RNLI reminds festive swimmers about cold water shock

For thousands up and down the coast, a festive dip in the sea is part of a Christmas tradition.

By The Newsroom
Friday, 22 December, 2017, 07:46
Boxing Day Dip at Spittal, 2016 Picture by Jane Coltman

RNLI lifeboat stations, community groups and charities have organised dips from their local beaches.

These include Spittal on Boxing Day at 11am when dozens of people are expected to take the plunge.

Nick Ayres, RNLI Community Safety Partner, said: “Many brave swimmers are planning to take the plunge with their families and friends over the holidays.

“As the charity that saves lives at sea, we are here to make people aware of what do to if they or their fellow swimmers get into trouble.

“Of course we want people to enjoy the water, but also remember it is winter when the sea is at its coldest!

“Before going in, we urge people to remember the risks of cold water shock and what to do if it happens to them. The simple act of floating could save your life.”

Sign up to our daily newsletter

· If you run straight into cold water you are more likely to suffer from cold water shock. The best way to avoid this is to wear a wetsuit. If this isn’t possible, walk into the sea slowly and stay shallow this will allow your body time to acclimatise gradually.

· Cold water shock is a physiological response, which causes uncontrollable gasping. This increases the risk of you swallowing water and puts a strain on your heart- in extreme cases it can cause cardiac arrest. If you feel you this happening to you, fight your instinct to thrash around and swim hard, instead just lie back and float. The initial shock will pass within 60–90 seconds, and when you have regained control of your breathing, you can then try swimming to safety or calling for help. This skill will give you a far better chance of staying alive.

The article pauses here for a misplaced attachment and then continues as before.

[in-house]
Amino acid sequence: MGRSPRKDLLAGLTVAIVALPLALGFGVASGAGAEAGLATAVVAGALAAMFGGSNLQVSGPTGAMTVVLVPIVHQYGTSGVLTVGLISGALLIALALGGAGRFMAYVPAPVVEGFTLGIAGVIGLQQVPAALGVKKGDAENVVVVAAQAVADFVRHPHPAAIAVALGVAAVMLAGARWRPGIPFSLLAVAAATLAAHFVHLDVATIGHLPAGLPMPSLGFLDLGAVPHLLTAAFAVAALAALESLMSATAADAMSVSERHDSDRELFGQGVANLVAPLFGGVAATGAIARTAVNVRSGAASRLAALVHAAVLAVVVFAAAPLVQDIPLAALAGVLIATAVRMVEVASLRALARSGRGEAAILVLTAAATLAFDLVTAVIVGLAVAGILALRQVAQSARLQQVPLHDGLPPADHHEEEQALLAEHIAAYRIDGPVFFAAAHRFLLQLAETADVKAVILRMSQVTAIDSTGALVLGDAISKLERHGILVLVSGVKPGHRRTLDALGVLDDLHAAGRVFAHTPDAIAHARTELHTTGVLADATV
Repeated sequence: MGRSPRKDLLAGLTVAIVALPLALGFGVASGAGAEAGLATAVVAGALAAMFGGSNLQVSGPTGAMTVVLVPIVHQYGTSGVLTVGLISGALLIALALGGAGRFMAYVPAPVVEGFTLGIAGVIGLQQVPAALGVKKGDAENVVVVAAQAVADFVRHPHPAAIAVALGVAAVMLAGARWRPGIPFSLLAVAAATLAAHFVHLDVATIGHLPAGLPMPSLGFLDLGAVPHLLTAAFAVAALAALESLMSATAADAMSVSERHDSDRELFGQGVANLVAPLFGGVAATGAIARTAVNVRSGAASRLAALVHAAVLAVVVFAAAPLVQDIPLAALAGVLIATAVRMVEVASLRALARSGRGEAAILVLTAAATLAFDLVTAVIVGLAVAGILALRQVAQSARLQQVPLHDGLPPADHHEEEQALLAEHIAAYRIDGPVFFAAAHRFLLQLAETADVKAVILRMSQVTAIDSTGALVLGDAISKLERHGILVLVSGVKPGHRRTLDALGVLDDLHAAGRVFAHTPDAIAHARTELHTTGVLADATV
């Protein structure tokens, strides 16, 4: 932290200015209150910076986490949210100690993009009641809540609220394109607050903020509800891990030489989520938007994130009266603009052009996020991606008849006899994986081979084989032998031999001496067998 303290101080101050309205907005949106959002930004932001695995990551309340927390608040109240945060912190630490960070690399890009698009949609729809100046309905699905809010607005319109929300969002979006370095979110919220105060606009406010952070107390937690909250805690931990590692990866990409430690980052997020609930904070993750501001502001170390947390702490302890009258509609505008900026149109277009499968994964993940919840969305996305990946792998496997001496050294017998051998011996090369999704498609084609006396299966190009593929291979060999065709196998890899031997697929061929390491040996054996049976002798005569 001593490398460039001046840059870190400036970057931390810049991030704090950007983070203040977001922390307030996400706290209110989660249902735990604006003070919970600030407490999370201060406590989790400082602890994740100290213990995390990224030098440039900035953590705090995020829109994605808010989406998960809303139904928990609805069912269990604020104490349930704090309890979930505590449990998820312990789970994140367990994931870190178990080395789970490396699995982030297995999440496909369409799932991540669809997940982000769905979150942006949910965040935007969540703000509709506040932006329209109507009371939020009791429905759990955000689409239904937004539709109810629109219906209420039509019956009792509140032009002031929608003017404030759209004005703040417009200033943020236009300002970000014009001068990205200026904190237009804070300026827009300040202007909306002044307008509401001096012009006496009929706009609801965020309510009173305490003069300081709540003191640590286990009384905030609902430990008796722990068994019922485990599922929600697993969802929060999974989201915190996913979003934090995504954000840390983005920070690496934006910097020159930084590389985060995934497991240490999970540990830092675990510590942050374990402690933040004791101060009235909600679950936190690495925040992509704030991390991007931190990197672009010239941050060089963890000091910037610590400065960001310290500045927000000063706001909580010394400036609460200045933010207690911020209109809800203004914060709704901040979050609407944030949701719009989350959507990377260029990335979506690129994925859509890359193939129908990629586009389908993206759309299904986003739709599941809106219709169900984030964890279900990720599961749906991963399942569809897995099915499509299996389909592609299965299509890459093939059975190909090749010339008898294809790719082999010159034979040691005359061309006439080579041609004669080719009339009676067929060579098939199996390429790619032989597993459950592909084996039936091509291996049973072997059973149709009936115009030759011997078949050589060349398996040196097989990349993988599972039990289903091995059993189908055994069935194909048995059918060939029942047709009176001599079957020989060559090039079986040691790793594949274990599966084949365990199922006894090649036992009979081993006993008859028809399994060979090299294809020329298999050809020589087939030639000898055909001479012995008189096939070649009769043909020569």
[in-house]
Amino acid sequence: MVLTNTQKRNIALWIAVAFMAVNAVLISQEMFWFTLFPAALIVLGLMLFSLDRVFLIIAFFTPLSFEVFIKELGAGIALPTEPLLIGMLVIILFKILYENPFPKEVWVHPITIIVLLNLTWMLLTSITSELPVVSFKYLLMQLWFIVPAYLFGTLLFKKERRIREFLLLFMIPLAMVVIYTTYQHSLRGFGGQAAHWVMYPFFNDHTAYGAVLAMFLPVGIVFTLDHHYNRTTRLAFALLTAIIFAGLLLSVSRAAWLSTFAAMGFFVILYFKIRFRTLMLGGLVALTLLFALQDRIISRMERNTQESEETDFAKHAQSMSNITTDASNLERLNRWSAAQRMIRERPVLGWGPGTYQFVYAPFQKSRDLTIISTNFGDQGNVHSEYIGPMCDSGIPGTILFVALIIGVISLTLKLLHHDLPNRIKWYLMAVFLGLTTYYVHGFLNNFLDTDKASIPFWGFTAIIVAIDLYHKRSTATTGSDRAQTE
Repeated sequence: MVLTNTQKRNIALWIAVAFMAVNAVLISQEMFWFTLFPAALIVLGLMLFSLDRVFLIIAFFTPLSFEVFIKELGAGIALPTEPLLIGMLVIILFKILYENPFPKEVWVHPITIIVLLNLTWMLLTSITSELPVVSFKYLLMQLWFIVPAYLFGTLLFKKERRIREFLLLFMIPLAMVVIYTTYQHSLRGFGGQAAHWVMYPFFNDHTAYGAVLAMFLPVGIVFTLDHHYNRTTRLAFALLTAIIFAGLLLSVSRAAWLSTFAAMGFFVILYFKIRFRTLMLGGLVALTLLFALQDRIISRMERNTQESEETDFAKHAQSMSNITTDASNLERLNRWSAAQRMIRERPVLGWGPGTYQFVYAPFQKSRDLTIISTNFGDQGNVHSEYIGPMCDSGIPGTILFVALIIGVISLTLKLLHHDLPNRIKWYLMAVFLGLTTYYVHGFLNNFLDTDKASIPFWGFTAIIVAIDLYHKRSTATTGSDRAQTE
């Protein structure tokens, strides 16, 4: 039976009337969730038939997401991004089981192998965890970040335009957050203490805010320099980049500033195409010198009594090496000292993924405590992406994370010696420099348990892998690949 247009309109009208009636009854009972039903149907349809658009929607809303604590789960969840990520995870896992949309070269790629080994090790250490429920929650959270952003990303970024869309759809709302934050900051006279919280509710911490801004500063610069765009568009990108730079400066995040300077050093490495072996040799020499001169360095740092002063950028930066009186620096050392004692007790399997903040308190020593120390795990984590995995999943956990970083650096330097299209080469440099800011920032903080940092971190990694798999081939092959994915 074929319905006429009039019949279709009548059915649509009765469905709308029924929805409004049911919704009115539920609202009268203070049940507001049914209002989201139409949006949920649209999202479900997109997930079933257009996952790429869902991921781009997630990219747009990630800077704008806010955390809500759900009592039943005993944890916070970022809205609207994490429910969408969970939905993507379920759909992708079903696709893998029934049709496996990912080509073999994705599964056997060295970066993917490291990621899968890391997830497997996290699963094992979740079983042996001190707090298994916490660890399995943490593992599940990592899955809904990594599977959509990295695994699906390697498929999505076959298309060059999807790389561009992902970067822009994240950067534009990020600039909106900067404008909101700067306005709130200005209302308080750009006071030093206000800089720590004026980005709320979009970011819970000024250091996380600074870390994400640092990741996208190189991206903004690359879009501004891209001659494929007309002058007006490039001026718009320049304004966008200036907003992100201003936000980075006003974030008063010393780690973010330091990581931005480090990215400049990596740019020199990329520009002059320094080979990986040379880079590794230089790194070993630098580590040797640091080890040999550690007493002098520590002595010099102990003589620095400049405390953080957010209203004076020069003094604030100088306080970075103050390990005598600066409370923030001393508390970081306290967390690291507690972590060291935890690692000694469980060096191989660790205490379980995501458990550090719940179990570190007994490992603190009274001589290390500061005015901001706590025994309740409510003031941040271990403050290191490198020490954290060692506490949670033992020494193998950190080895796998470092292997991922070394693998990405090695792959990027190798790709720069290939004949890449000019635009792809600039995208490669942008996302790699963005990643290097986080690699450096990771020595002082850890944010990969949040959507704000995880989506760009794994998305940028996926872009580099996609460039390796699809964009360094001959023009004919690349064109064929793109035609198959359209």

· If you see someone else in trouble in the water, fight the instinct to go in yourself. Call 999 or 112 and ask for the coastguard.

The RNLI’s national drowning prevention campaign, Respect the Water, aims to raise awareness of key hazards like cold water shock, and lifesaving skills like floating, to support the charity’s drive to halve the number of accidental coastal deaths by 2024. Find out more about how to float and cold water shock by visiting www.RespectTheWater.com

Nick added: “There are many local dips taking place at the coast over Christmas. We encourage those who plan on taking part to join a scheduled event, as they will be in good company with others swimmers, as well as safety staff.”